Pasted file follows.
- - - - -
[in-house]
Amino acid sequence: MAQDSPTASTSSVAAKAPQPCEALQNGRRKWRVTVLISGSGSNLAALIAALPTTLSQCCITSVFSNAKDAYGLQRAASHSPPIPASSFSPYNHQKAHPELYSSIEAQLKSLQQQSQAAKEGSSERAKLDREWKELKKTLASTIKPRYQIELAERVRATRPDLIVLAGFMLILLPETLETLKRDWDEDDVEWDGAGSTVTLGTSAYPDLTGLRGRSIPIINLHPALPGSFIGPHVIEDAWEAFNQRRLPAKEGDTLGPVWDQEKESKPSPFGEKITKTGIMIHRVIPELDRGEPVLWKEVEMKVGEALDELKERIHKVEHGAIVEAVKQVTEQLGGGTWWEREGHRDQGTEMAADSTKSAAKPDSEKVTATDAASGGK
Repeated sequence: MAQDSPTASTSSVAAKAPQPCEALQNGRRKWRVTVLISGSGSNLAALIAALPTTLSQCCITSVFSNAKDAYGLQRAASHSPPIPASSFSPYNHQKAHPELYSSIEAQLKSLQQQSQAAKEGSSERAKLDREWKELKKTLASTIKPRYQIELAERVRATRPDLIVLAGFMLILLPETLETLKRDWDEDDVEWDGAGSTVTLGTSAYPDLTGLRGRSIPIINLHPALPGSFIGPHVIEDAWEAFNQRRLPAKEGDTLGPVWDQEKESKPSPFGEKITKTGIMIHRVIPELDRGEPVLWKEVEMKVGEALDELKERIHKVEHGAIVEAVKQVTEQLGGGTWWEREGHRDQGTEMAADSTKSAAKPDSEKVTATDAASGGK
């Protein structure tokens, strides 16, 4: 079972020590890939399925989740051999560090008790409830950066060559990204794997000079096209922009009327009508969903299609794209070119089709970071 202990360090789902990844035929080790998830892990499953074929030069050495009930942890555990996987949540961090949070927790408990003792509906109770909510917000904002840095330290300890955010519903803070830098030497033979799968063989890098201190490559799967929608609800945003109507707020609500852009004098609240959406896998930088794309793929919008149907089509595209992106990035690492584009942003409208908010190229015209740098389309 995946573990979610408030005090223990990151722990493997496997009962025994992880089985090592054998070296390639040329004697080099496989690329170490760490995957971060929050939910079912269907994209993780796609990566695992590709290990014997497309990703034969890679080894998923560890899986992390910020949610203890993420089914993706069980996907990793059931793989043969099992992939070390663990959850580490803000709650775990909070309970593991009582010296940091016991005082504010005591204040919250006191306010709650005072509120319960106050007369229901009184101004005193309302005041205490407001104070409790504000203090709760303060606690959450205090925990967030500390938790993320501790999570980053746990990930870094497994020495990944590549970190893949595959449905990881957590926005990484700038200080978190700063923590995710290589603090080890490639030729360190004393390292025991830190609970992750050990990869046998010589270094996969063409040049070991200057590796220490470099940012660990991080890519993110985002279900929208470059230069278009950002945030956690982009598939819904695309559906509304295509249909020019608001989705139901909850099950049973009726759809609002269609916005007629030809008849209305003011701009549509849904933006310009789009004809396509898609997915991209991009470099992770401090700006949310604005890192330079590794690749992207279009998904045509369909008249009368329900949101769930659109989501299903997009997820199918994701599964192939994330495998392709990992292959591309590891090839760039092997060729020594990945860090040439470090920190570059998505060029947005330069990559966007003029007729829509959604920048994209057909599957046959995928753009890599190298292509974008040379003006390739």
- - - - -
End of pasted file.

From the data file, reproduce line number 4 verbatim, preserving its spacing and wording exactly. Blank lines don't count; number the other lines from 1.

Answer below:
């Protein structure tokens, strides 16, 4: 079972020590890939399925989740051999560090008790409830950066060559990204794997000079096209922009009327009508969903299609794209070119089709970071 202990360090789902990844035929080790998830892990499953074929030069050495009930942890555990996987949540961090949070927790408990003792509906109770909510917000904002840095330290300890955010519903803070830098030497033979799968063989890098201190490559799967929608609800945003109507707020609500852009004098609240959406896998930088794309793929919008149907089509595209992106990035690492584009942003409208908010190229015209740098389309 995946573990979610408030005090223990990151722990493997496997009962025994992880089985090592054998070296390639040329004697080099496989690329170490760490995957971060929050939910079912269907994209993780796609990566695992590709290990014997497309990703034969890679080894998923560890899986992390910020949610203890993420089914993706069980996907990793059931793989043969099992992939070390663990959850580490803000709650775990909070309970593991009582010296940091016991005082504010005591204040919250006191306010709650005072509120319960106050007369229901009184101004005193309302005041205490407001104070409790504000203090709760303060606690959450205090925990967030500390938790993320501790999570980053746990990930870094497994020495990944590549970190893949595959449905990881957590926005990484700038200080978190700063923590995710290589603090080890490639030729360190004393390292025991830190609970992750050990990869046998010589270094996969063409040049070991200057590796220490470099940012660990991080890519993110985002279900929208470059230069278009950002945030956690982009598939819904695309559906509304295509249909020019608001989705139901909850099950049973009726759809609002269609916005007629030809008849209305003011701009549509849904933006310009789009004809396509898609997915991209991009470099992770401090700006949310604005890192330079590794690749992207279009998904045509369909008249009368329900949101769930659109989501299903997009997820199918994701599964192939994330495998392709990992292959591309590891090839760039092997060729020594990945860090040439470090920190570059998505060029947005330069990559966007003029007729829509959604920048994209057909599957046959995928753009890599190298292509974008040379003006390739």